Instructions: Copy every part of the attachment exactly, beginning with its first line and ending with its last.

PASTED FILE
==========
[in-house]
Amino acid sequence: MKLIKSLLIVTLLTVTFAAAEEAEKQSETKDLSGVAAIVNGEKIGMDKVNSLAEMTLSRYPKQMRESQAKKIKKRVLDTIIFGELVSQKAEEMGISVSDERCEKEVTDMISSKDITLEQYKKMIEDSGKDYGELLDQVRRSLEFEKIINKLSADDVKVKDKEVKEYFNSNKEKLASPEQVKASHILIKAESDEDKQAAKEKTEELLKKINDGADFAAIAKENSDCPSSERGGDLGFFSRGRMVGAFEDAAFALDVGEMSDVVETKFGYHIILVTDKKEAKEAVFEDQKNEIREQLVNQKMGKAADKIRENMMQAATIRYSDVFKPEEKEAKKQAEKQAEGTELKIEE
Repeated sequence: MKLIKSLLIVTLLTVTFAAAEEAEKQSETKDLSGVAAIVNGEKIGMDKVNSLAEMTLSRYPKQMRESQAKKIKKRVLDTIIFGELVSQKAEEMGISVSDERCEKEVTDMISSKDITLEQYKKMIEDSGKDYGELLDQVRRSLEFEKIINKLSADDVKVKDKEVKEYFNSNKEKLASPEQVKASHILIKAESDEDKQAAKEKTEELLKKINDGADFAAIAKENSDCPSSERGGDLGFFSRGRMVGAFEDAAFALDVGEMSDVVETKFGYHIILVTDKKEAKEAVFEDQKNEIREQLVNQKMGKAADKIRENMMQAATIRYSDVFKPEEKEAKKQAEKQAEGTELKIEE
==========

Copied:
[in-house]
Amino acid sequence: MKLIKSLLIVTLLTVTFAAAEEAEKQSETKDLSGVAAIVNGEKIGMDKVNSLAEMTLSRYPKQMRESQAKKIKKRVLDTIIFGELVSQKAEEMGISVSDERCEKEVTDMISSKDITLEQYKKMIEDSGKDYGELLDQVRRSLEFEKIINKLSADDVKVKDKEVKEYFNSNKEKLASPEQVKASHILIKAESDEDKQAAKEKTEELLKKINDGADFAAIAKENSDCPSSERGGDLGFFSRGRMVGAFEDAAFALDVGEMSDVVETKFGYHIILVTDKKEAKEAVFEDQKNEIREQLVNQKMGKAADKIRENMMQAATIRYSDVFKPEEKEAKKQAEKQAEGTELKIEE
Repeated sequence: MKLIKSLLIVTLLTVTFAAAEEAEKQSETKDLSGVAAIVNGEKIGMDKVNSLAEMTLSRYPKQMRESQAKKIKKRVLDTIIFGELVSQKAEEMGISVSDERCEKEVTDMISSKDITLEQYKKMIEDSGKDYGELLDQVRRSLEFEKIINKLSADDVKVKDKEVKEYFNSNKEKLASPEQVKASHILIKAESDEDKQAAKEKTEELLKKINDGADFAAIAKENSDCPSSERGGDLGFFSRGRMVGAFEDAAFALDVGEMSDVVETKFGYHIILVTDKKEAKEAVFEDQKNEIREQLVNQKMGKAADKIRENMMQAATIRYSDVFKPEEKEAKKQAEKQAEGTELKIEE